Tag: Andrea McCannon


Engrossing and impressive production

By Myron My

It’s Monday night at an almost empty, seedy Bronx bar in the mid-80s, and five 32-year-olds are not quite sure where their lives are heading, or even what exactly it is they want. What they do know, is that they want change, excitement and passion, and they want it now. Savage in Limbo by acclaimed playwright John Patrick Shanley offers a comedic yet honest look at hope, dreams and missed opportunities.

Savage in Limbo

Sarah Nicolazzo is the shining star of this production as Linda Rotunda, the local girl that all the men know. Her boyfriend has just announced to her he wants to see ugly girls and she is just a little distraught. Nicolazzo delivers a brilliant performance and the excellent physicality and subtle facial expressions she uses to portray Linda are highly natural.

Samantha Mesh as the title character, Denise Savage, convincingly displays the pent-up frustration over where Denise’s life has led. She is still living with her mother, single and unhappy. Something has to give and she’s decided that it’s going to be her virginity, and possibly to Linda’s boyfriend. Nicolazzo and Mesh are highly entertaining to watch, and bounce off each others’ charisma well in their equally strong performances.

Anthony Scundi as the boyfriend, Tony Aronica, plays the role with a level of macho naivety that actually has us disliking him much less than we ought to. Rounding out the talented cast, in supporting roles but still with plenty to say, were Kostas Ilias as Murk the bartender and Andrea McCannon as April, the alcoholic ex-nun.

The design of the bar interior was well thought-out, however I would have liked to have seen a bit more flair and colour with the costumes, especially given the period we were in. Having all five people dressed in black (apart from the Murk’s shirt) wasn’t always visually arresting. Thankfully this didn’t affect the show much due to Gabriella Rose-Carter‘s direction in keeping the characters moving and active with each other. Apart from getting great performances from the cast, she also managed to keep them interesting when they were listening to each other, which I particularly noticed during the Santa Claus scene.

Being thirty-two, I have found myself having similar thoughts to and experiencing life-moments like these characters. Even though it’s been over 30 years since Savage in Limbo was written, it’s somewhat comforting to know that some things never change. Or maybe it should be unsettling? Either way, Q44 Theatre have made a commendable production that burrows into your mind for you to ponder over after the final bow has taken place.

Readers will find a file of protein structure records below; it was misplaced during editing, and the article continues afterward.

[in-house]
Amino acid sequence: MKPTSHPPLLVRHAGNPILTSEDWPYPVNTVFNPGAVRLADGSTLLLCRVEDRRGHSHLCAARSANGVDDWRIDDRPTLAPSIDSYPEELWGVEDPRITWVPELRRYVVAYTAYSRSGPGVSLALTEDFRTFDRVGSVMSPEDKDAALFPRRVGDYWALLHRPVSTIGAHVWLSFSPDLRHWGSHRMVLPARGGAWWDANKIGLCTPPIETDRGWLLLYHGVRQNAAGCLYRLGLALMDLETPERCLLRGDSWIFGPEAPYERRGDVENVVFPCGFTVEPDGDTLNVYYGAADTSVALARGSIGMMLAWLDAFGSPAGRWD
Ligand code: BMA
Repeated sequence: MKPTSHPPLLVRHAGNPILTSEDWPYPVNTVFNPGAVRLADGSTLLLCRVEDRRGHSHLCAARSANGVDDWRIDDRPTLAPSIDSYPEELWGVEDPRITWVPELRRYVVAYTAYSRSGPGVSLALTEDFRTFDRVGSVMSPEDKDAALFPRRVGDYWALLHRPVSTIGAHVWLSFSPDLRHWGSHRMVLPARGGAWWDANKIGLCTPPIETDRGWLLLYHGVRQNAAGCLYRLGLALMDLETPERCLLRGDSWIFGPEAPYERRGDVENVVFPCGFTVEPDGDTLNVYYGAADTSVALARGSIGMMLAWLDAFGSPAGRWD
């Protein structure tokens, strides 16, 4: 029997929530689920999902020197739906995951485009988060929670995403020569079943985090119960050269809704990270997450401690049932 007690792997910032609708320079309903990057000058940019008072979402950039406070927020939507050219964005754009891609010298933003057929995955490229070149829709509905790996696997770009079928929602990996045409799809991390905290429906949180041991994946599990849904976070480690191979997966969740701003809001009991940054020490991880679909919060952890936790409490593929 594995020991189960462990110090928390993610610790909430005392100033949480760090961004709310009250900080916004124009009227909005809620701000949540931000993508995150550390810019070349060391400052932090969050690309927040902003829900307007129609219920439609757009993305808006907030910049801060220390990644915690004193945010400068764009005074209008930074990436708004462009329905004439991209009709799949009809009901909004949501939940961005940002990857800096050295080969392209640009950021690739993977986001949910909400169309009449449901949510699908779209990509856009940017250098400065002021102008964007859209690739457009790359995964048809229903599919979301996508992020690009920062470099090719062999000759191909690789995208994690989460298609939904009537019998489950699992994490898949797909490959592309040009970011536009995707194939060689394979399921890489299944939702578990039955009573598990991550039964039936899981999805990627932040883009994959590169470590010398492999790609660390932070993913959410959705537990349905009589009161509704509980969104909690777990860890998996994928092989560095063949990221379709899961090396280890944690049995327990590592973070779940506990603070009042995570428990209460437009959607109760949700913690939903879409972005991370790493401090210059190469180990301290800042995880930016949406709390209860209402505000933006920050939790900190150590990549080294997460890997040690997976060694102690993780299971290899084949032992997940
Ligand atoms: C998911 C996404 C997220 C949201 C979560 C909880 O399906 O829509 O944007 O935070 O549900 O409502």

Venue: Q44 Theatre, 550 Swan St, Richmond.
Season: Until 6 September | Wed- Sat 7:30pm, Sun 6:30pm
Tickets: $35 Full | $27 Conc
Bookings: Q44 Theatre

REVIEW: Mockingbird Theatre’s QUILLS

Delving into the darkness

By Ross Larkin

Quills might be Mockingbird Theatre’s most ambitious production to date. It’s their eighth show in two years and the first to be staged at North Melbourne’s Meat Market Pavilion.

Quills is about the Marquis de Sade’s last days and the discovery that even while incarcerated he has been writing 1200 page tomes depicting all things pornographic, sadistic and vile. The Marquis is stripped of his quills and paper in order to be silenced, yet finds other clever and twisted ways to maintain his mind’s workings until eventually he is stripped of everything else from limb to head.


Written by Doug Wright, the play sits somewhere between witty, unsettling, grotesque, political and shameful. Its success lies in the suggestion that the Marquis’ censors are the real criminals: far more insane and twisted than the Marquis himself. It’s a big bite for even the longest standing companies to chew, with its three-hour duration, non-stop dialogue and heavy array of social issues, and although the usually savvy Mockingbird Theatre and director Chris Baldock succeed on some levels, the production sadly falls short on others.

While the Meat Market Pavilion is a genius choice for the old lunatic asylum with its stark, wide-open spaces and shadowy corners perfectly lit to reflect such an environment, the scenes (with seating organised in traverse) are spread too far apart, making some dialogue difficult to hear and some scenes difficult to see with full impact.

The supporting cast of asylum inmates create some great atmosphere despite being distracting at times: however, it is for the main players to bear the bigger issues. Adam Ward’s performance as Dr Royer-Collard is so theatrically heightened as to be better suited to a caricature pantomime or circus ringmaster, whereupon every second line is shouted ad nauseam. Fortunately Andrea McCannon as Renee Pelagie and Dylan Watson as Abbe de Coulmier keep things grounded with their fine and believable portrayals.

It is Adrian Carr, however, who plays the Marquis, with the greatest weight on his shoulders. It’s a brave role for anyone to attempt: a daring, witty, controversial sexual deviant and naked for half the show. Throughout Act One, Carr comes across as more irritating than sinister with no signs of much-needed light and dark shading, yet by Act Two he proves he has a handle on the complex and multifaceted character of the Marquis, and delivers some chilling moments indeed.

As usual, the quality Mockingbird stamp can be seen overall in Quills: it’s just a shame that the questionable areas were significantly felt.

Quills is playing now from August 5 – 15 at 8pm and Sunday August 10 at 5pm at the Meat Market Pavilion, 5 Blackwood street, North Melbourne. Tickets at http://www.mockingbirdtheatre.com.au/